When a UK local authority agreed to a People Analytics role, did it really know what that entailed?
“People Analytics, what is that?” – was the stock question I received when the local authority I work for took the plunge and let me loose in delivering metrics and analytics, away from the standard reporting management information function.
At a time when the UK local authorities are having their budgets reduced significantly year on year, it is crucial for Councils to improve their metrics and actually utilise them as part of their core decision making processes. For those who have never worked in the public sector, you will be surprised to learn that People Analytics is still in its infancy. In a lot of other local authorities, the traditional model of maintaining strategic and operational management information together still exists and there does not appear to be the appetite for separating the two aspects. But as austerity measures bite, the number of staff to perform management information activities has dwindled.
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Local authorities are subjected to various mandatory surveys, questionnaires, Freedom of Information requests and internal requests for ad-hoc data. As a result, the officers responsible in the traditional model, never find the time to actually work out what People Analytics is, and how it can be implemented in order for operational workloads to be reduced.
My employer took the decision to separate operational and strategic data analysis, during a time of restructure. This was aided by having senior management who understood the value of utilising People Analytics in driving forward the Council and therefore, the value of my role as People Analytics Advisor.
Let me explain a little about myself first and what I have managed to implement since June 2016, when my role was created. I have worked for the same local authority for 11 years. During that time I have always worked with people data, but in a reactive position. More than a year ago I began to see much stronger signs from various sources that proactive, predictive people analytics were becoming much more at the forefront of data analysis. Looking at what people and organisations can achieve with the data that we already gather. This helped to build the business case to create the role.
Talking of help, the online HR/People Analytics communities have been an amazing resource of knowledge, help and inspiration. I’m no data scientist but comfortable with statistics and using MS Excel/Access. Since June I have been gaining knowledge and experience in R, data linkage software and the excellent online courses that are freely available.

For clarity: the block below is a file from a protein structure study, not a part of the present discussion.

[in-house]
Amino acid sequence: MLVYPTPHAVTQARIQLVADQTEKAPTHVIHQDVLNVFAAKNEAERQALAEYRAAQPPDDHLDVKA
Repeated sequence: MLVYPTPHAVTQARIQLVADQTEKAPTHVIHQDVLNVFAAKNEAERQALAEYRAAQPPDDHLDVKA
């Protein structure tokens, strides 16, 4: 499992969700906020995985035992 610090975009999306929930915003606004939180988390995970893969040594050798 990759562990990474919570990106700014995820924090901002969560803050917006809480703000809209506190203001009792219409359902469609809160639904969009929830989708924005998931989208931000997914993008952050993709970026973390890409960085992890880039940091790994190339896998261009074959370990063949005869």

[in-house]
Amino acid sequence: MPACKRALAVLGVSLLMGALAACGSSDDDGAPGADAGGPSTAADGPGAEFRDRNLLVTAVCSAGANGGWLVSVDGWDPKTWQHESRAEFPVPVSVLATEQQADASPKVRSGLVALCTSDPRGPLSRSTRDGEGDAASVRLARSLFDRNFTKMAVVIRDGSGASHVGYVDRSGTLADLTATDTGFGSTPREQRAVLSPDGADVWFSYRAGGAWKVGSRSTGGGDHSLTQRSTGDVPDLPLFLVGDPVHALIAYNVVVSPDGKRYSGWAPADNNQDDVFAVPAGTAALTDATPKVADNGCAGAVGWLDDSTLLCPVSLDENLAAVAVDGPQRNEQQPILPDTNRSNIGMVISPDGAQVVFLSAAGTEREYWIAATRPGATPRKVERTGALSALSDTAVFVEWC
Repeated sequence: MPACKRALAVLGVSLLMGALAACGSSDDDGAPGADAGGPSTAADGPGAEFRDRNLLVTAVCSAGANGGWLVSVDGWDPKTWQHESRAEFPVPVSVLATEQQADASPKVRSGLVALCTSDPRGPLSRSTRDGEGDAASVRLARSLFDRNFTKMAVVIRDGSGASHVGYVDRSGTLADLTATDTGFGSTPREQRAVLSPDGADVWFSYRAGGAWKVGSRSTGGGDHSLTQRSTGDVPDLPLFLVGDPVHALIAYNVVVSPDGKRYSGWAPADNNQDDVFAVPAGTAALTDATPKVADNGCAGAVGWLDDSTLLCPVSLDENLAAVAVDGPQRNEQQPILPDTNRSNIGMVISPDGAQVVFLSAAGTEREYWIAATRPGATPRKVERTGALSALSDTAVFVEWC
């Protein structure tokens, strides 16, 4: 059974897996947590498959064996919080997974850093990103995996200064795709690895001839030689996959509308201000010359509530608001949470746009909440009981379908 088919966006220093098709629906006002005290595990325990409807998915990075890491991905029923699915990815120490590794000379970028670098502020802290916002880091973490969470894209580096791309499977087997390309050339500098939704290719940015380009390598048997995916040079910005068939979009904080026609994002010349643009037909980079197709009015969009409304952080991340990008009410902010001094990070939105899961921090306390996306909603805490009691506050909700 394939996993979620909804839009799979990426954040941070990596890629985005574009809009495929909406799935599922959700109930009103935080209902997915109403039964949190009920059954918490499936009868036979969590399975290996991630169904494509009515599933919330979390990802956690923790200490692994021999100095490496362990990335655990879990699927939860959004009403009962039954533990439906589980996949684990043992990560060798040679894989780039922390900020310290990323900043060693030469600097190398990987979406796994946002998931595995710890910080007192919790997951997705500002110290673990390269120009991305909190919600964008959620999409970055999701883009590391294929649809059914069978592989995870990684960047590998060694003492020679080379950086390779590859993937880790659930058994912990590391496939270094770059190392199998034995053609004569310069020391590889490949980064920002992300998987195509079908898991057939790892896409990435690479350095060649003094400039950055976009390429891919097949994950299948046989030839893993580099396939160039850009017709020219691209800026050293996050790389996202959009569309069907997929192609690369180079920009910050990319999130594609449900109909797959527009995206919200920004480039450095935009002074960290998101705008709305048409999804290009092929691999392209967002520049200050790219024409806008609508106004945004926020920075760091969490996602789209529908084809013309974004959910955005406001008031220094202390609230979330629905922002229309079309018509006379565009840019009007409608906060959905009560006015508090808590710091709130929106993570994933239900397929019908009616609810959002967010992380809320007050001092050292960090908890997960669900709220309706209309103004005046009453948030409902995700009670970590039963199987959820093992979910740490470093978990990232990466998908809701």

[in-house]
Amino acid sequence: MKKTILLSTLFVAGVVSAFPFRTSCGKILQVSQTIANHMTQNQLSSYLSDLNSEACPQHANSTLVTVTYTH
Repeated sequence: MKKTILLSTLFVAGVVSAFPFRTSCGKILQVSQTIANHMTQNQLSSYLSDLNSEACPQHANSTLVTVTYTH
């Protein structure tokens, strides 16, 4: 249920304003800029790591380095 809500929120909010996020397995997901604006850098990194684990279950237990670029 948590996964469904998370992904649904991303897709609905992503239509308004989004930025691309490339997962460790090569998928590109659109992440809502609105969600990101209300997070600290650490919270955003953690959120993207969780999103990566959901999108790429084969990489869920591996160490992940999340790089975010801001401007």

So what has been happening since June? There have been some quick wins to gain momentum and also trust amongst senior management. These quick wins ranged from metrics been developed for certain teams that require new performance indicators, to help them move forward and plan better. With certain managers it has been supporting on workforce planning. For the first time they have access to transformational data analysis on their workforce. Having access to this kind of data, gives managers both insights and confidence, that certain key decisions have been made using sound data as evidence.
There has been a lot of talk from communities about HR/People Analytics needing to be very close to Finance. I agree that there should be significant collaboration with finance, particularly the need to source accurate data and figures, and to work with senior management to support their business planning process. Equally important is to work with middle management on improvements in their service areas, allowing upward feedback to highlight the quick wins and opportunities that People Analytics can provide.
After watching Maia Josebachvili’s excellent presentation on her Employee lifecycle Curve, I have been looking at various cost/performance models that could help the Council’s managers see a return on investment for various occupational types. Even though the Council is in austere times, there are still roles/positions that need to be filled. We are looking at current recruitment and leavers’ data. This will help to design curves for managers to assess what is a good investment. For example, do we pursue internal recruitment and keep the return on investment high, or recruit a new external candidate in the hope that their ramp of performance outstrips predictions.
We are developing a metrics dashboard for managers to receive more up to date information about their service area. This will contain HR, Payroll, Finance, Performance and Health & Safety data that is easily viewed through certain graphs.
Certainly, so far along this short journey a lot has been learnt. However, there is far more to learn on the People Analytics journey, to see how it could help my local authority become the modern, flexible and resilient Council it wants to be, by 2019.